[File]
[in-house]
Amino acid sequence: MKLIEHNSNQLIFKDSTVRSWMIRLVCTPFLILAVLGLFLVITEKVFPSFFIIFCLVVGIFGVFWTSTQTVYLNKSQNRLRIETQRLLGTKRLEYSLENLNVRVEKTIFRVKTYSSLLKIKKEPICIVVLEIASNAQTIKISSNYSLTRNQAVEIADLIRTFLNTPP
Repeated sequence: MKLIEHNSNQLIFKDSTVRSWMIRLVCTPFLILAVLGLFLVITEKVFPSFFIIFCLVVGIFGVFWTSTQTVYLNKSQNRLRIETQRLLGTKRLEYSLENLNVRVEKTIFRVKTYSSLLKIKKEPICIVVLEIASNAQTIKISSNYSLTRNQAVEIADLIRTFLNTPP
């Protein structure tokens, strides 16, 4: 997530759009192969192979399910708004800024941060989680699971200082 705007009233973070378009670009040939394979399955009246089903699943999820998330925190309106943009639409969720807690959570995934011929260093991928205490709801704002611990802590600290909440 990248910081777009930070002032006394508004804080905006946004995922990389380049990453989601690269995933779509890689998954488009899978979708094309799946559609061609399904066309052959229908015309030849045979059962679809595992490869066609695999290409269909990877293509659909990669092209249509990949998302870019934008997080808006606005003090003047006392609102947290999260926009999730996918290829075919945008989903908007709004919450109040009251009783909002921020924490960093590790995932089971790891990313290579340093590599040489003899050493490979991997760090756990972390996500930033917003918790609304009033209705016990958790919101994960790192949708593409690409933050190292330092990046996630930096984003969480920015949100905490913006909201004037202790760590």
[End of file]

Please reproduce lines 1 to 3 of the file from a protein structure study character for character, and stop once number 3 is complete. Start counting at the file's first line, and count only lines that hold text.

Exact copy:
[in-house]
Amino acid sequence: MKLIEHNSNQLIFKDSTVRSWMIRLVCTPFLILAVLGLFLVITEKVFPSFFIIFCLVVGIFGVFWTSTQTVYLNKSQNRLRIETQRLLGTKRLEYSLENLNVRVEKTIFRVKTYSSLLKIKKEPICIVVLEIASNAQTIKISSNYSLTRNQAVEIADLIRTFLNTPP
Repeated sequence: MKLIEHNSNQLIFKDSTVRSWMIRLVCTPFLILAVLGLFLVITEKVFPSFFIIFCLVVGIFGVFWTSTQTVYLNKSQNRLRIETQRLLGTKRLEYSLENLNVRVEKTIFRVKTYSSLLKIKKEPICIVVLEIASNAQTIKISSNYSLTRNQAVEIADLIRTFLNTPP